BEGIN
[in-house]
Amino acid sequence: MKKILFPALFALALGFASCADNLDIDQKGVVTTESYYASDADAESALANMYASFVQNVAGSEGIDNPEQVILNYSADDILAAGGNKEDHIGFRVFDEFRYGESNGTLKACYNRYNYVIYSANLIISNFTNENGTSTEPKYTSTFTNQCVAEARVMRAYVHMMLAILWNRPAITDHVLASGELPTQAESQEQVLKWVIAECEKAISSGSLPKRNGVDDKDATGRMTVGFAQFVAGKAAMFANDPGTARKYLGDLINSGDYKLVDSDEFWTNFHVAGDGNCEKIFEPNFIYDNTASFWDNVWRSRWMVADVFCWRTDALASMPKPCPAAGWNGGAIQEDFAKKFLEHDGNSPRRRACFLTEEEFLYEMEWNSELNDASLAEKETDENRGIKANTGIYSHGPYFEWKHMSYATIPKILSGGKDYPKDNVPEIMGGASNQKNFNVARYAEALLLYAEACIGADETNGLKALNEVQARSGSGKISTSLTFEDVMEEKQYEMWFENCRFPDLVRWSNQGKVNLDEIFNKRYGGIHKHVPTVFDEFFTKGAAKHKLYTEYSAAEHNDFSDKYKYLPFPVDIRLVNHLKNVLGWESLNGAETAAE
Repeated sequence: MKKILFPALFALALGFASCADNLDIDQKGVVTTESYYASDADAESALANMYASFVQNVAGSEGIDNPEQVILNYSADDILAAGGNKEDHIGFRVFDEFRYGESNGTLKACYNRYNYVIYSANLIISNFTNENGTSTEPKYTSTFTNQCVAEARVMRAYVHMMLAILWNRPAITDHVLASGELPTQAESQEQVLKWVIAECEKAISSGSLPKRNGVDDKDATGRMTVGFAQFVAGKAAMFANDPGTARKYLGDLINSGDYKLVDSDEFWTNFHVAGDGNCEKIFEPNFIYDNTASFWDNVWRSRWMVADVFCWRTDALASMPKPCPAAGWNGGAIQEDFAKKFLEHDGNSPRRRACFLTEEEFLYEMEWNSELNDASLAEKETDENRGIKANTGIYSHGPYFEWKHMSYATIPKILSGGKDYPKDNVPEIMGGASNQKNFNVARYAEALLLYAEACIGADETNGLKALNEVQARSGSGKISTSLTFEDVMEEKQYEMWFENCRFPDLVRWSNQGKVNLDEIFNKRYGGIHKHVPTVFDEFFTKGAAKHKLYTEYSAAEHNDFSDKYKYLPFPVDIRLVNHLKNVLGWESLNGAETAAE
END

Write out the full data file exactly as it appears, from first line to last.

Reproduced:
[in-house]
Amino acid sequence: MKKILFPALFALALGFASCADNLDIDQKGVVTTESYYASDADAESALANMYASFVQNVAGSEGIDNPEQVILNYSADDILAAGGNKEDHIGFRVFDEFRYGESNGTLKACYNRYNYVIYSANLIISNFTNENGTSTEPKYTSTFTNQCVAEARVMRAYVHMMLAILWNRPAITDHVLASGELPTQAESQEQVLKWVIAECEKAISSGSLPKRNGVDDKDATGRMTVGFAQFVAGKAAMFANDPGTARKYLGDLINSGDYKLVDSDEFWTNFHVAGDGNCEKIFEPNFIYDNTASFWDNVWRSRWMVADVFCWRTDALASMPKPCPAAGWNGGAIQEDFAKKFLEHDGNSPRRRACFLTEEEFLYEMEWNSELNDASLAEKETDENRGIKANTGIYSHGPYFEWKHMSYATIPKILSGGKDYPKDNVPEIMGGASNQKNFNVARYAEALLLYAEACIGADETNGLKALNEVQARSGSGKISTSLTFEDVMEEKQYEMWFENCRFPDLVRWSNQGKVNLDEIFNKRYGGIHKHVPTVFDEFFTKGAAKHKLYTEYSAAEHNDFSDKYKYLPFPVDIRLVNHLKNVLGWESLNGAETAAE
Repeated sequence: MKKILFPALFALALGFASCADNLDIDQKGVVTTESYYASDADAESALANMYASFVQNVAGSEGIDNPEQVILNYSADDILAAGGNKEDHIGFRVFDEFRYGESNGTLKACYNRYNYVIYSANLIISNFTNENGTSTEPKYTSTFTNQCVAEARVMRAYVHMMLAILWNRPAITDHVLASGELPTQAESQEQVLKWVIAECEKAISSGSLPKRNGVDDKDATGRMTVGFAQFVAGKAAMFANDPGTARKYLGDLINSGDYKLVDSDEFWTNFHVAGDGNCEKIFEPNFIYDNTASFWDNVWRSRWMVADVFCWRTDALASMPKPCPAAGWNGGAIQEDFAKKFLEHDGNSPRRRACFLTEEEFLYEMEWNSELNDASLAEKETDENRGIKANTGIYSHGPYFEWKHMSYATIPKILSGGKDYPKDNVPEIMGGASNQKNFNVARYAEALLLYAEACIGADETNGLKALNEVQARSGSGKISTSLTFEDVMEEKQYEMWFENCRFPDLVRWSNQGKVNLDEIFNKRYGGIHKHVPTVFDEFFTKGAAKHKLYTEYSAAEHNDFSDKYKYLPFPVDIRLVNHLKNVLGWESLNGAETAAE